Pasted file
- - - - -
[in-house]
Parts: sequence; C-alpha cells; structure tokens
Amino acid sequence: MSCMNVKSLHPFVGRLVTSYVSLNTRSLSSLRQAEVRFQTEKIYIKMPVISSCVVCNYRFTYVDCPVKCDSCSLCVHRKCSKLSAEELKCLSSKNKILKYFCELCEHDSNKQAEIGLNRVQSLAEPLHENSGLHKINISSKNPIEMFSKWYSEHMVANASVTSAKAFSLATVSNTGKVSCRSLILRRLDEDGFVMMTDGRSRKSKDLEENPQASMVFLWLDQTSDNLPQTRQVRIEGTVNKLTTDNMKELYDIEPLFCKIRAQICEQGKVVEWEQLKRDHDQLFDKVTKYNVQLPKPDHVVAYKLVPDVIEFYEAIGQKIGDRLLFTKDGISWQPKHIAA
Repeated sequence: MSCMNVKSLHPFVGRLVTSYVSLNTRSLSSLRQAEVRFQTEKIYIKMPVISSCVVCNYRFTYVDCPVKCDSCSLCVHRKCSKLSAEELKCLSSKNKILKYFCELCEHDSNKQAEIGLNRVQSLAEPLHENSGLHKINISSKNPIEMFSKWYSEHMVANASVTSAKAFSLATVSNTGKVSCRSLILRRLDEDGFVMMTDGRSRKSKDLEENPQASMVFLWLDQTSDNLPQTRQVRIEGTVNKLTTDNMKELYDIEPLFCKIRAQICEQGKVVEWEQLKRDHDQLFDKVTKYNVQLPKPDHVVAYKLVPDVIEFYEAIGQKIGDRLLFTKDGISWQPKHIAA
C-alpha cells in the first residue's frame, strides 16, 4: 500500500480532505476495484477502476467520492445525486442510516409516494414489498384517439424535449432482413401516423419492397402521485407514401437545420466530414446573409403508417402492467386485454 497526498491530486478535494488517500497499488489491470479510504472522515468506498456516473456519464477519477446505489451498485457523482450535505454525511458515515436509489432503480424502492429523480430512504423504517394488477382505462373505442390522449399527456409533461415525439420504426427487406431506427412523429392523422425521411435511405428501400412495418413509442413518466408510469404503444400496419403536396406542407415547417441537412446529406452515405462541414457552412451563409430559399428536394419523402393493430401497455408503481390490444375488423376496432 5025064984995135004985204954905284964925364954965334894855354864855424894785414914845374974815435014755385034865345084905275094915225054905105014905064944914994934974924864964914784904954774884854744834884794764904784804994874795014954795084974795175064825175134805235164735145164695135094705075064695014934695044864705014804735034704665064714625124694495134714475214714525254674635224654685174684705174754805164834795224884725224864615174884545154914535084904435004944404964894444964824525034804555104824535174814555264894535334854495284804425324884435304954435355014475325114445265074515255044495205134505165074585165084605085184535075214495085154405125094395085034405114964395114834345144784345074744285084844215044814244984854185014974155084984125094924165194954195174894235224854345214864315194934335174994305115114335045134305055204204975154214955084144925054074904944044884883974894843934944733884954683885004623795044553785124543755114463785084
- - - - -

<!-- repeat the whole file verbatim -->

[in-house]
Parts: sequence; C-alpha cells; structure tokens
Amino acid sequence: MSCMNVKSLHPFVGRLVTSYVSLNTRSLSSLRQAEVRFQTEKIYIKMPVISSCVVCNYRFTYVDCPVKCDSCSLCVHRKCSKLSAEELKCLSSKNKILKYFCELCEHDSNKQAEIGLNRVQSLAEPLHENSGLHKINISSKNPIEMFSKWYSEHMVANASVTSAKAFSLATVSNTGKVSCRSLILRRLDEDGFVMMTDGRSRKSKDLEENPQASMVFLWLDQTSDNLPQTRQVRIEGTVNKLTTDNMKELYDIEPLFCKIRAQICEQGKVVEWEQLKRDHDQLFDKVTKYNVQLPKPDHVVAYKLVPDVIEFYEAIGQKIGDRLLFTKDGISWQPKHIAA
Repeated sequence: MSCMNVKSLHPFVGRLVTSYVSLNTRSLSSLRQAEVRFQTEKIYIKMPVISSCVVCNYRFTYVDCPVKCDSCSLCVHRKCSKLSAEELKCLSSKNKILKYFCELCEHDSNKQAEIGLNRVQSLAEPLHENSGLHKINISSKNPIEMFSKWYSEHMVANASVTSAKAFSLATVSNTGKVSCRSLILRRLDEDGFVMMTDGRSRKSKDLEENPQASMVFLWLDQTSDNLPQTRQVRIEGTVNKLTTDNMKELYDIEPLFCKIRAQICEQGKVVEWEQLKRDHDQLFDKVTKYNVQLPKPDHVVAYKLVPDVIEFYEAIGQKIGDRLLFTKDGISWQPKHIAA
C-alpha cells in the first residue's frame, strides 16, 4: 500500500480532505476495484477502476467520492445525486442510516409516494414489498384517439424535449432482413401516423419492397402521485407514401437545420466530414446573409403508417402492467386485454 497526498491530486478535494488517500497499488489491470479510504472522515468506498456516473456519464477519477446505489451498485457523482450535505454525511458515515436509489432503480424502492429523480430512504423504517394488477382505462373505442390522449399527456409533461415525439420504426427487406431506427412523429392523422425521411435511405428501400412495418413509442413518466408510469404503444400496419403536396406542407415547417441537412446529406452515405462541414457552412451563409430559399428536394419523402393493430401497455408503481390490444375488423376496432 5025064984995135004985204954905284964925364954965334894855354864855424894785414914845374974815435014755385034865345084905275094915225054905105014905064944914994934974924864964914784904954774884854744834884794764904784804994874795014954795084974795175064825175134805235164735145164695135094705075064695014934695044864705014804735034704665064714625124694495134714475214714525254674635224654685174684705174754805164834795224884725224864615174884545154914535084904435004944404964894444964824525034804555104824535174814555264894535334854495284804425324884435304954435355014475325114445265074515255044495205134505165074585165084605085184535075214495085154405125094395085034405114964395114834345144784345074744285084844215044814244984854185014974155084984125094924165194954195174894235224854345214864315194934335174994305115114335045134305055204204975154214955084144925054074904944044884883974894843934944733884954683885004623795044553785124543755114463785084